Science and Nature

Ticktock, Wooden Clock


Ticktock Banneker’s Clock
By Shana Keller
Illustrated by David C. Gardner
(Sleeping Bear Press, 2016, Ann Arbor, $16.99)

An anomaly in his own time, Benjamin Banneker lived a remarkable life by any standards. Born to free African-American farmers in eighteenth-century Maryland, he learned to read when most black children were prevented from accessing education. Banneker not only became literate, but he went on to make contributions in math, astronomy, and engineering.

In Ticktock Banneker’s Clock, Shana Keller and illustrator David C. Gardner explore one of Banneker’s most impressive feats. Using a neighbor’s pocket watch as a model, young Benjamin built a wooden clock. The project took nearly two years – he drew diagrams; cut, cured, and carved wooden gears; and assembled the pieces a few times before he achieved a working timepiece. Keller’s narrative highlights Banneker’s focus and attention to detail, while providing readers with a glimpse of the rest of his life – his love for music and his hard work on the farm. Gardner’s illustrations paint a warm, idyllic portrait of Banneker and his world: young Benjamin toils on the farm, plays his flute under a tree, and draws diagrams at his desk. In almost every spread, his trusty hound accompanies him, and the seasons rise and fall around him as his project unfolds.

Ticktock Banneker’s Clock is an introduction to Benjamin Banneker and one of his many accomplishments. It is also a book about the rewards of patience and persistence and the joys of curiosity.

-Dorothy A. Dahm


Angel with a Plan


Florence Nightingale: The Courageous Life of the Legendary Nurse
By Catherine Reef
(Clarion Books, 2017, New York, $18.99)

Long considered a founding mother of modern nursing, Florence Nightingale is best remembered for nursing British soldiers during the Crimean War and founding a nursing school after it. However, the “Angel with a Lamp” was also a fierce public health advocate. She argued for – and often obtained – improved medical care and living conditions for Britain’s standing army and better sanitation in India. Eventually, she became a national symbol, but she overcame societal prejudice and familial opposition to start her career.

In Florence Nightingale, Catherine Reef describes the famous nurse’s life and work. She discusses Nightingale’s accomplishments in their historical context, providing relevant information about Victorian society, medicine, and the position of women. Of special interest to Reef is Nightingale’s relationship with her sister Parthenope. Staid and domestic, Parthenope was an ideal Victorian lady – and everything Florence was not. However, Parthenope initially resented Florence’s adventures and career because they separated her from her sister. In this way, Reef explores how nineteenth-century gender roles constrained not only ambitious women like Nightingale, but also those who preferred a quieter way of life as it made them overly dependent on others. And although Reef paints an admiring portrait of Nightingale, she also relates incidents in which the ministering angel was dismissive or manipulative. Far from detracting from Nightingale’s image, these anecdotes suggest she needed a certain single-mindedness to do her work.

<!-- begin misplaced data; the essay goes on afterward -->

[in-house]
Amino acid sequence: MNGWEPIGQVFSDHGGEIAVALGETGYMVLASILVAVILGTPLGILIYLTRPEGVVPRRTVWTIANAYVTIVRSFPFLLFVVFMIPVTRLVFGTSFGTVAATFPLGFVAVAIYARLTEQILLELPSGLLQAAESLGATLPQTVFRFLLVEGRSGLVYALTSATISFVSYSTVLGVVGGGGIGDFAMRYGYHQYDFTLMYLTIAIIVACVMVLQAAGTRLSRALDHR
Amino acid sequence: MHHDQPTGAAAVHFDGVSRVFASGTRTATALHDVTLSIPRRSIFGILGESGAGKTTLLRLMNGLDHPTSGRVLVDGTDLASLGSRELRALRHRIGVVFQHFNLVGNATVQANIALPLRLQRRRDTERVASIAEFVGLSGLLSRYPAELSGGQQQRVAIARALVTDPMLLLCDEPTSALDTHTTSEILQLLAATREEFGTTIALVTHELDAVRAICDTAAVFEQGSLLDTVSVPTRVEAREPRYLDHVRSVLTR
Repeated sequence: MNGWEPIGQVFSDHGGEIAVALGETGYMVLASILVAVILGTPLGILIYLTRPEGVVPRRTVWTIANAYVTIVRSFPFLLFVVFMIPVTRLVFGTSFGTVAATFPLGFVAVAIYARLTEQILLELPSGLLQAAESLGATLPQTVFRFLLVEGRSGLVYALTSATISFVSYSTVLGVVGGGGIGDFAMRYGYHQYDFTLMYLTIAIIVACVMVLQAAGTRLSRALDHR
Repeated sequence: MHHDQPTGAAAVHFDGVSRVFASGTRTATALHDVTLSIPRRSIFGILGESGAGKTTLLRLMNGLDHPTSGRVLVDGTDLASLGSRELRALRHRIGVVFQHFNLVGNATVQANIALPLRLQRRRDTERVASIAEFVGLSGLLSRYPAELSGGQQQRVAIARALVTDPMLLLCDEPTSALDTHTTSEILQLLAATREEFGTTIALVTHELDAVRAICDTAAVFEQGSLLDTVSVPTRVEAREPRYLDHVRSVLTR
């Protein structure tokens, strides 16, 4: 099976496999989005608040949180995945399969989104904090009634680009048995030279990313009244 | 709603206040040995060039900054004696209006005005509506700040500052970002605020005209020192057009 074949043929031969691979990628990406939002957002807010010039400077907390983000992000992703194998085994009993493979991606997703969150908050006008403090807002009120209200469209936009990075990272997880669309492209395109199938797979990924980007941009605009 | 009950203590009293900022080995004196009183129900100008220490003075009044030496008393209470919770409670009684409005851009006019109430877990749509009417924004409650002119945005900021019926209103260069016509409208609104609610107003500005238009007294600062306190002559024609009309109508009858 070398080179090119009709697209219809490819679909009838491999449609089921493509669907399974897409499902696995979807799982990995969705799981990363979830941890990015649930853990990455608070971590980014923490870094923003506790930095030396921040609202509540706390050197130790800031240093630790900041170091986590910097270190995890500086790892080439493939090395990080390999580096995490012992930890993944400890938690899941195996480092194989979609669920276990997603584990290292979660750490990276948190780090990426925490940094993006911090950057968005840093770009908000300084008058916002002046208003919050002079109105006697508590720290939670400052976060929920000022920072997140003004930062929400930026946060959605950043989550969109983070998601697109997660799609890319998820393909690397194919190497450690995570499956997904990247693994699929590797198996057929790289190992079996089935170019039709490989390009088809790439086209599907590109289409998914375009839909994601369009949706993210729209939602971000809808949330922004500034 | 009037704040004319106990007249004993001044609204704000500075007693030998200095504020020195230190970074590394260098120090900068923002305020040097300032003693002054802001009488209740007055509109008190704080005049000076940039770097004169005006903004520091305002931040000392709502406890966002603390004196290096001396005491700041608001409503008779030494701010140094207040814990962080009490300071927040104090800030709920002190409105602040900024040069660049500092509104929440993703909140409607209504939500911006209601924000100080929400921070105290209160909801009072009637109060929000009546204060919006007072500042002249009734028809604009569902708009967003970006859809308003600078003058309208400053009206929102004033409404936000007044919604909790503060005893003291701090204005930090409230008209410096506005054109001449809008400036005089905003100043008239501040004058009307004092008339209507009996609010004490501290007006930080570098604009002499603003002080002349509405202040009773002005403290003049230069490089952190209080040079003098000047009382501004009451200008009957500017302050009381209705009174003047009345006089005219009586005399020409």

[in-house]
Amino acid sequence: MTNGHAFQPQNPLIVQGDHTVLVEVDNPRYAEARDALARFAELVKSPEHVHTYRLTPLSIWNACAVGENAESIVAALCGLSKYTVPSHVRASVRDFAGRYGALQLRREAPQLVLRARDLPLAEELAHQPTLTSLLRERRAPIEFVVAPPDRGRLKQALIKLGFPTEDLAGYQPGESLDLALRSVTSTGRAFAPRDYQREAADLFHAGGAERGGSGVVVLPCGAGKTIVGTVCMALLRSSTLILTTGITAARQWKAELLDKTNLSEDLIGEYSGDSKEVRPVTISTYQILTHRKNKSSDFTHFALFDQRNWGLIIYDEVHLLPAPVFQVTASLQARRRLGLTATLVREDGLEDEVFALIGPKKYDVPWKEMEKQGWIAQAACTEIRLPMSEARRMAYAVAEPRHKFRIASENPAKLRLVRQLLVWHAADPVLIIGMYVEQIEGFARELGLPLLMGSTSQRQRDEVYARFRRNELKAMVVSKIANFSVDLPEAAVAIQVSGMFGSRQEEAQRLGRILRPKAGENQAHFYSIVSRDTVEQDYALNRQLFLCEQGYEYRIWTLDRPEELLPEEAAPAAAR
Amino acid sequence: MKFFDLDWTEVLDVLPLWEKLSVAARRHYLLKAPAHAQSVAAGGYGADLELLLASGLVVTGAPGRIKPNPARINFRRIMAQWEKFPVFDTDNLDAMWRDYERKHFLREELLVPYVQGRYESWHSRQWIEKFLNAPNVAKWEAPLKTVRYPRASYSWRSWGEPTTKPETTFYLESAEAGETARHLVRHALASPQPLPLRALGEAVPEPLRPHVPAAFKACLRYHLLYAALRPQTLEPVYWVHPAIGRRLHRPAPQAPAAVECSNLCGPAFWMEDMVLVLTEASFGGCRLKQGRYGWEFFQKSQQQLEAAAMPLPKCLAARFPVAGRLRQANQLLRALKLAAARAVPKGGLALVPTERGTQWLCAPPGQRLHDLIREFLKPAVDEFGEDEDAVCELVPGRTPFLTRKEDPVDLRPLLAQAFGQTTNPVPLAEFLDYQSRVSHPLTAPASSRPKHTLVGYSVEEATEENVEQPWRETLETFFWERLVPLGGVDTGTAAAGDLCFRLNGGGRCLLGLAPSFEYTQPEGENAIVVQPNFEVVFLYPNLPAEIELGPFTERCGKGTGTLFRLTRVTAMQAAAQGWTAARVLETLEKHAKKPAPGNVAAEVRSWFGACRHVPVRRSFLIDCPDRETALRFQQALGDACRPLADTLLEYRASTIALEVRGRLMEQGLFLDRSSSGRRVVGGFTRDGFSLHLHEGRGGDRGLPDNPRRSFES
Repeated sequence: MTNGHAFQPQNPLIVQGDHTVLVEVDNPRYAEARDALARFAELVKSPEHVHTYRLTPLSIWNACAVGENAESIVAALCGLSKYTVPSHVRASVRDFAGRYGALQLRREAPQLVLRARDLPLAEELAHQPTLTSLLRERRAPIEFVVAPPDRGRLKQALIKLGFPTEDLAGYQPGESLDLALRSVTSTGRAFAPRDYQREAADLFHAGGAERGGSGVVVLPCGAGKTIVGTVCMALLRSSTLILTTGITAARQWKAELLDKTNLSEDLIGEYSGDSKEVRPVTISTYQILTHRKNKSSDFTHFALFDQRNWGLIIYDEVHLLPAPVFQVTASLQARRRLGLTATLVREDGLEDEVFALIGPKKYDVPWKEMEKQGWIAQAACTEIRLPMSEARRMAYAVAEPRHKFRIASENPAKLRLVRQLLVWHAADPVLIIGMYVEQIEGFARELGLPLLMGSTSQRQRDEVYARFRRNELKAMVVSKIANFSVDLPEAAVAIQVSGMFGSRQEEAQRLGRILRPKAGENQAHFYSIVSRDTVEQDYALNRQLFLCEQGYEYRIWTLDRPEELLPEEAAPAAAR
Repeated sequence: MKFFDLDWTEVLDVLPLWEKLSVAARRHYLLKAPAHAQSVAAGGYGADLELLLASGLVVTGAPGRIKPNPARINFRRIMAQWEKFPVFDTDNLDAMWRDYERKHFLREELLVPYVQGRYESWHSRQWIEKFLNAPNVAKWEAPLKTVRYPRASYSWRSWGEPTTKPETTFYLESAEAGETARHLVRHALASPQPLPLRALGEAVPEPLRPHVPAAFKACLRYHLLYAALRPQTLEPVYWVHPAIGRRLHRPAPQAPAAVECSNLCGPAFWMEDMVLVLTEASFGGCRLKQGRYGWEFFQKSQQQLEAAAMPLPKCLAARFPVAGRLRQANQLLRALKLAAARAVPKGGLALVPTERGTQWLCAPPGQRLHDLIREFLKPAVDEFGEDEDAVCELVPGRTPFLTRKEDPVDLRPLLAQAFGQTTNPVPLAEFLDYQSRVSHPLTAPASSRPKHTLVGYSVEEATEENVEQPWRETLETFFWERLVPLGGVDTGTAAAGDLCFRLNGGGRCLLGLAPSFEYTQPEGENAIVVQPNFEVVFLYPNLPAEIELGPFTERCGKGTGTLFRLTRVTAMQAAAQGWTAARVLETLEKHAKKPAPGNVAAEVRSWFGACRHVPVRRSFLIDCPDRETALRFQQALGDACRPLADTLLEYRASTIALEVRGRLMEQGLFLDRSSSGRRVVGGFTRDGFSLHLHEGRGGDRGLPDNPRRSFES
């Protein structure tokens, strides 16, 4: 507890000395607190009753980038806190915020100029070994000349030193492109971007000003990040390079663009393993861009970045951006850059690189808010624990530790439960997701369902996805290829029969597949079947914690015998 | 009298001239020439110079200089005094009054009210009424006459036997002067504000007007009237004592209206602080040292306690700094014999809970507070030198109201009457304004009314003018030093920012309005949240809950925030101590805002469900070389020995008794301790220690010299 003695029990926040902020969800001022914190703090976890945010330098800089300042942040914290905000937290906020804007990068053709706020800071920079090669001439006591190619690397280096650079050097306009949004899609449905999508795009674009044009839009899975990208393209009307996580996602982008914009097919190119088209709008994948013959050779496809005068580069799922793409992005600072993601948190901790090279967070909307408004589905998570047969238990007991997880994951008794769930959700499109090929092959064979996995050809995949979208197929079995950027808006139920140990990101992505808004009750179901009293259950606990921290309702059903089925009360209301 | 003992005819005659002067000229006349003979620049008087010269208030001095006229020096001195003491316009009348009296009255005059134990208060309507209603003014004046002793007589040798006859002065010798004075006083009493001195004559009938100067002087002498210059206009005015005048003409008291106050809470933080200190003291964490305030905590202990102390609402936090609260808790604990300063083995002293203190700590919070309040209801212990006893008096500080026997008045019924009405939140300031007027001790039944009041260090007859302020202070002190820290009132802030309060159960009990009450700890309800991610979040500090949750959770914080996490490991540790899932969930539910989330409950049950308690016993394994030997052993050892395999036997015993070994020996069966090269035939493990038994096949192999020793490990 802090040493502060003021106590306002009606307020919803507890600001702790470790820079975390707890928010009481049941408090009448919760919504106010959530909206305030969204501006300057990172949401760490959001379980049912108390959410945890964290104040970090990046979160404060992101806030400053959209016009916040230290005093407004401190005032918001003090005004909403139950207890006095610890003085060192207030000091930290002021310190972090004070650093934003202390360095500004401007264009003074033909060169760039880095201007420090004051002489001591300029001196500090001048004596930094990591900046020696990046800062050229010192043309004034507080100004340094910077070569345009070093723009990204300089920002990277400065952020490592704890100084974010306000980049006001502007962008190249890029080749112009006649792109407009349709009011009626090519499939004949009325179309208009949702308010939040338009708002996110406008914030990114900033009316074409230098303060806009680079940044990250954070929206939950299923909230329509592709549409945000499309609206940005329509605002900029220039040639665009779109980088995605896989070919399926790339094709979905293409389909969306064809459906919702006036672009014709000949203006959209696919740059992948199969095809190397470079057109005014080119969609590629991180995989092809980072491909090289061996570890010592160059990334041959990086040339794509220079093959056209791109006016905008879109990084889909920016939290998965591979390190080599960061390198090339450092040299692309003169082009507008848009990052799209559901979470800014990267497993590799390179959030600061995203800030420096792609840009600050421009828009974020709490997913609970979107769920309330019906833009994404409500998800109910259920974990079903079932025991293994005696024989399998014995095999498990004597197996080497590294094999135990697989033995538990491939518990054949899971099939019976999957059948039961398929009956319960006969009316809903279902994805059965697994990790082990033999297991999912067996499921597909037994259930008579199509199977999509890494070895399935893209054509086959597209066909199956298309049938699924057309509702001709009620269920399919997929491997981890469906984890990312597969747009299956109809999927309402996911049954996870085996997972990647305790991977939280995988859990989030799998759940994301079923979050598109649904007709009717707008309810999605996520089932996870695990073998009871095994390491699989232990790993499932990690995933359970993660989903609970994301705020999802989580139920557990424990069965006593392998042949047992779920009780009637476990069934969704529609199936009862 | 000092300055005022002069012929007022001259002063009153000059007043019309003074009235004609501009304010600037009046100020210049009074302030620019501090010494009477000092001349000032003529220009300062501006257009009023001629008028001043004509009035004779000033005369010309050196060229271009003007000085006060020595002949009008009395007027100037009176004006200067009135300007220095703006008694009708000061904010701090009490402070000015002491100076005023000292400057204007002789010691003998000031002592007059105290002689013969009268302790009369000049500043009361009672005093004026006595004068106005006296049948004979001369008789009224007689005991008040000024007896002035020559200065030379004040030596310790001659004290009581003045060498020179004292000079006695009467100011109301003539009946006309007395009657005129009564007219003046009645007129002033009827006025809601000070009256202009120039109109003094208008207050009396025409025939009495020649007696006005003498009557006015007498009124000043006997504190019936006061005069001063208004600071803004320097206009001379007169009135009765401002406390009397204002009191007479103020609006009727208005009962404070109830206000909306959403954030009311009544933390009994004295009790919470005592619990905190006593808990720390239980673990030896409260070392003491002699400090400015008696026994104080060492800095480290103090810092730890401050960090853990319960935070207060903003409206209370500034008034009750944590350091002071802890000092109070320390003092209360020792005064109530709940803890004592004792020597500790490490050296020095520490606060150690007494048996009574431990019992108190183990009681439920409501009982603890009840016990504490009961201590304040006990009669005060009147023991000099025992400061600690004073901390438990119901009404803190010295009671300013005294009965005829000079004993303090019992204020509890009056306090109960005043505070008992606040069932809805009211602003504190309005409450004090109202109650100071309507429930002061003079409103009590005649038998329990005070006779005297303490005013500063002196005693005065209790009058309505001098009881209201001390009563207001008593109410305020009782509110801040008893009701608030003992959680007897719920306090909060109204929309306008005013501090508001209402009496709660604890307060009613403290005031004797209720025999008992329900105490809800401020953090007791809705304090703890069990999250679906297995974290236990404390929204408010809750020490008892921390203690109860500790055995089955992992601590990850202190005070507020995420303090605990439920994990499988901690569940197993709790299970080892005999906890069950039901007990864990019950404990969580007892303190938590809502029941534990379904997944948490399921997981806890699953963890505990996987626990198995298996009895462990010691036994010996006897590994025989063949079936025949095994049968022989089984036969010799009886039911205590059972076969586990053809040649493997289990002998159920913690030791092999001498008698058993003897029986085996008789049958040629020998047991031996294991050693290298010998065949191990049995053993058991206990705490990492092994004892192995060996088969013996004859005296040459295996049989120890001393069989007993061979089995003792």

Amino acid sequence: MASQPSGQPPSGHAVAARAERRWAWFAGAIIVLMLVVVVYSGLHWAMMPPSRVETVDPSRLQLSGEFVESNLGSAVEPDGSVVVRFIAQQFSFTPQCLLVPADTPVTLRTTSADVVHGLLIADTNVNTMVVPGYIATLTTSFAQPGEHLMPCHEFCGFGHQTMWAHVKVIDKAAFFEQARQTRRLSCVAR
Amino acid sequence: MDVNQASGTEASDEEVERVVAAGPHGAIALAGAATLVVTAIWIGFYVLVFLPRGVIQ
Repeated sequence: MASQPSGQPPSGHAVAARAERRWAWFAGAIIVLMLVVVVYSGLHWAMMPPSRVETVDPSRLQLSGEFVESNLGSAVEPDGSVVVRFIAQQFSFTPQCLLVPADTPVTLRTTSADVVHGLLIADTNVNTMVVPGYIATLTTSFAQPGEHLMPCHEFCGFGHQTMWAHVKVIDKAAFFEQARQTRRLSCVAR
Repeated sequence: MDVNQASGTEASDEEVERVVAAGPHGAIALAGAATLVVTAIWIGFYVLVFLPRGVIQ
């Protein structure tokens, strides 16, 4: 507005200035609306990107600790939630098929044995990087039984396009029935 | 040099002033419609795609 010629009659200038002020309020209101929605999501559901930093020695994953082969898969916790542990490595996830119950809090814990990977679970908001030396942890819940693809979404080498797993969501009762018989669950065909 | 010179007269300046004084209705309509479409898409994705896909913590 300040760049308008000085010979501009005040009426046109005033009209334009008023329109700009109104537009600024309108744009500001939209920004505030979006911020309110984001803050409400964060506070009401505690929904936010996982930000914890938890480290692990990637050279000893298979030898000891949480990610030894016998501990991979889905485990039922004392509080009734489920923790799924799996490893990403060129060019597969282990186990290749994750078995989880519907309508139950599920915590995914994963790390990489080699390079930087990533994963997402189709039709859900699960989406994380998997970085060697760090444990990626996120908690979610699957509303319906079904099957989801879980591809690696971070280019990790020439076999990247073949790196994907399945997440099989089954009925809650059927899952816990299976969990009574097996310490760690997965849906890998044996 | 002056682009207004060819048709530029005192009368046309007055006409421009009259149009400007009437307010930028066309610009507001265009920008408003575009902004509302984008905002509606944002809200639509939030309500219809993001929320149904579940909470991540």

Inspiring and thought-provoking, Florence Nightingale is both an intimate portrait of a secular saint and a look at the world that shaped her. Like the best biographies, it asks why someone accomplished so much – and provides a nuanced answer.

-Dorothy A. Dahm

Sickness and Stigma

TERRIBLE TYPHOID MARYTerrible Typhoid Mary: A True Story of Deadliest Cook in America
By Susan Campbell Bartoletti
(Houghton Mifflin Harcourt, 2015, New York, $17.99)

Today, we remember Mary Mallon as “Typhoid Mary,” a healthy carrier of typhoid who transmitted the disease to others without showing symptoms herself. As a result, the New York City Board of Health compelled her to spend much of her life in quarantine. Mallon herself got lost under the moniker. An industrious Irish immigrant, Mallon had worked her way up the domestic servant ladder to become a sought-after cook for affluent households. She was also a fiercely private woman, a loyal friend, and a quick learner who later worked in health care.

In Terrible Typhoid Mary, Susan Campbell Bartoletti separates Mary Mallon from the urban legends that surrounded her during and after her lifetime. Although little information exists about Mallon’s early life, Bartoletti explores why so many Irish people emigrated to American in the late nineteenth and early twentieth century – and describes the hardships she faced as a domestic servant. Bartoletti intertwines Mallon’s story with other narratives, including that of George Soper, the sanitary engineer who first linked Mallon to a typhoid outbreak. In addition, she places Mallon’s plight in its historical context, educating readers about early twentieth-century advances in medicine and microbiology. Along the way, Bartoletti raises questions about the often dehumanizing treatment Mallon received from the Board of Health and the media. She asks readers to consider whether the Board violated Mallon’s civil rights and offers possible explanations for Mallon’s fervent distrust of the medical profession.

In Terrible Typhoid Mary, Bartoletti deftly mingles biography, science, and history. The result is an often gripping, always engaging look at a chapter in epidemiological history and a woman who was dismayed to find herself at the center of it.

-Dorothy A. Dahm

Under Sea Adventurers

9780547207131_hresProject Seahorse
By Pamela S. Turner
Photographs by Scott Tuason
(Houghton Mifflin Harcourt, 2010, Paperback edition 2015, Boston, $9.99)